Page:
Lesson 3: Innovate to differentiate
As shown above, Estée Lauder was a disruptor who knew how to innovate. When she was building her brand in the post-war 1950s, the cosmetics industry was pretty small. Perfume was only worn for special occasions. Women were gifted perfume for birthdays, anniversaries, or holidays. Simply, it just wasn’t a social norm for a woman to buy perfume for herself. As a result, Estée knew that if she could give women a reason to buy scent, the potential market would explode in size. So in 1953, she created a scented bath oil, with a fragrance designed to last a full 24 hours. This innovative product was called Youth Dew. When it launched, it “Middle America went bananas for it” and sales reached 5,000 units a week – astounding for the time. This innovative product not only set the Estee Lauder brand apart from everyone else, it boosted revenues, transforming the small business into a million dollar company. The lesson for entrepreneurs is that instead of copying what everyone else is doing, look for ways to innovate and create something unique.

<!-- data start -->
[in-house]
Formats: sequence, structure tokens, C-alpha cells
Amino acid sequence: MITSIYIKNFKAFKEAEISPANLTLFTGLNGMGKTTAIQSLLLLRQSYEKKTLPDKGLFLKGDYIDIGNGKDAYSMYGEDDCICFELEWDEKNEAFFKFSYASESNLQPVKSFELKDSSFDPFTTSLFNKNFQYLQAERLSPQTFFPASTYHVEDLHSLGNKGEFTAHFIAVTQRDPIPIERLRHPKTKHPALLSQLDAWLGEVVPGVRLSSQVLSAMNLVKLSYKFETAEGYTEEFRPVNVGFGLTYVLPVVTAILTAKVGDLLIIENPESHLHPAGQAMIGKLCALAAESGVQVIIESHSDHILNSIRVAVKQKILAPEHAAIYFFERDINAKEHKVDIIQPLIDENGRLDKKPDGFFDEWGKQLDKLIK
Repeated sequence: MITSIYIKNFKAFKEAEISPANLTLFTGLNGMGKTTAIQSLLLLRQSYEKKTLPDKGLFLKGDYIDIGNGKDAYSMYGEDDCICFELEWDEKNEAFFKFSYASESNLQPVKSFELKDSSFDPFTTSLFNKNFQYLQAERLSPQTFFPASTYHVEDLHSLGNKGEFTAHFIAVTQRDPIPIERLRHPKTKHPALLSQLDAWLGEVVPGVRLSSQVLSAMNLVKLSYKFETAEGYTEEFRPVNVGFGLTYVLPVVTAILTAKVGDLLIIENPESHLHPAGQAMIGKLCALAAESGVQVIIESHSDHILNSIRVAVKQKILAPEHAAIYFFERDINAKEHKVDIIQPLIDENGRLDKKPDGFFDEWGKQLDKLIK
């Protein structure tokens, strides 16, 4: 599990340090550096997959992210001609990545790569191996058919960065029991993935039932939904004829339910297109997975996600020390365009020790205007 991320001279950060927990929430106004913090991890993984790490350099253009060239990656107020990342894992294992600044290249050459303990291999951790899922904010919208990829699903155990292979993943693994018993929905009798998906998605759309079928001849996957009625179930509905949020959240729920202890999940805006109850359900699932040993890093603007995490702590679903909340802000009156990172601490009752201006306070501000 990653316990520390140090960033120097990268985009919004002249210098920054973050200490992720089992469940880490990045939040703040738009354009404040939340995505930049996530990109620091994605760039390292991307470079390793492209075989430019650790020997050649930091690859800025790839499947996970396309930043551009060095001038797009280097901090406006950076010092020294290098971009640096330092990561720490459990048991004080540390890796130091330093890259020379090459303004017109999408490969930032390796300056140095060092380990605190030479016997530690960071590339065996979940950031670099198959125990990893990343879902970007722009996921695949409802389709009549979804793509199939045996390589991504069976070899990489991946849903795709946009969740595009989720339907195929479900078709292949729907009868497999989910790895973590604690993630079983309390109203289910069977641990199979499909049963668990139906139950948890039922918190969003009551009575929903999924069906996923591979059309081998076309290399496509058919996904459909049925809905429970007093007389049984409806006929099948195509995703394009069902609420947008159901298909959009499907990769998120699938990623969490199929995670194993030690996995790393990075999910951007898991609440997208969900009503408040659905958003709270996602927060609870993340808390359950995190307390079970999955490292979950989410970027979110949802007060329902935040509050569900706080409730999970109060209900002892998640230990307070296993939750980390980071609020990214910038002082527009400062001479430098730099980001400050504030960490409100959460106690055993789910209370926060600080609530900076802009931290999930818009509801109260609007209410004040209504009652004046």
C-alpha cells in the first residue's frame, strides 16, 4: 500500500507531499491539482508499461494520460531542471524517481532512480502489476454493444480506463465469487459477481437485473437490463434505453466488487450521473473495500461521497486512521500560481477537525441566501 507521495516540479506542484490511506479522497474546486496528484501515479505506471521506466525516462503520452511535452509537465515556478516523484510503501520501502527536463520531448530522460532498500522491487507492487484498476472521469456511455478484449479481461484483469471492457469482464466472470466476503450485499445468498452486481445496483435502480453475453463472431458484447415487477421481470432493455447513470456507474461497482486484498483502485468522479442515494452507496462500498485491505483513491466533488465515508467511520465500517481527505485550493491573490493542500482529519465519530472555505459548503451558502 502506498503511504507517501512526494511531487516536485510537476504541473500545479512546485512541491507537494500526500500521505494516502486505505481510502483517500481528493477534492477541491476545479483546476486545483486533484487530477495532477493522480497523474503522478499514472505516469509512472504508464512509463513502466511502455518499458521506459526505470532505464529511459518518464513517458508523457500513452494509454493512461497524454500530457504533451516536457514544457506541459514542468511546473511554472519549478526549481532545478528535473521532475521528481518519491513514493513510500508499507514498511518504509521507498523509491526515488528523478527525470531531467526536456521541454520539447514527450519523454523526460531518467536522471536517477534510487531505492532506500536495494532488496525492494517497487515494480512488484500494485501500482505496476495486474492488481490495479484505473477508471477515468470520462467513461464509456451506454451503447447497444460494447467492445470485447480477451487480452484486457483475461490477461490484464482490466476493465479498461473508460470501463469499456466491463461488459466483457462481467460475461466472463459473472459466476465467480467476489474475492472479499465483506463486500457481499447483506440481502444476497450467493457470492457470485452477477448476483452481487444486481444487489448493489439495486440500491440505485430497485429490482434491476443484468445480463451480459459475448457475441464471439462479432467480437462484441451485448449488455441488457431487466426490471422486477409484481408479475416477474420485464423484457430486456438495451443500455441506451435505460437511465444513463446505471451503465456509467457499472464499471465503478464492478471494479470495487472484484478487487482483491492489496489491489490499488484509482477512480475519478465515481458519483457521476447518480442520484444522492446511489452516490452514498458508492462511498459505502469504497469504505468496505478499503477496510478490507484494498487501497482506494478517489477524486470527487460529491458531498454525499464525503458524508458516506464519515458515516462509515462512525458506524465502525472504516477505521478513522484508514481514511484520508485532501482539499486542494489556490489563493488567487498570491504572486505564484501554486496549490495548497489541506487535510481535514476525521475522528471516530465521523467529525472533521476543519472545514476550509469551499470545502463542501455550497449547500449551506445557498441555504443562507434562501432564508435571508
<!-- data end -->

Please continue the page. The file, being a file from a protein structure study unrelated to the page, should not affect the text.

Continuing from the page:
Estée Lauder may have been born over 100 years ago and did business in a very different environment. But her groundbreaking marketing tactics, and committment to creating leadership opportunities for women had lasting impact. She stuck to a simple brand message, never let a barrier be an obstacle, and innovated to differentiate – which are all valuable lessons from Estée Lauder for entrepreneurs.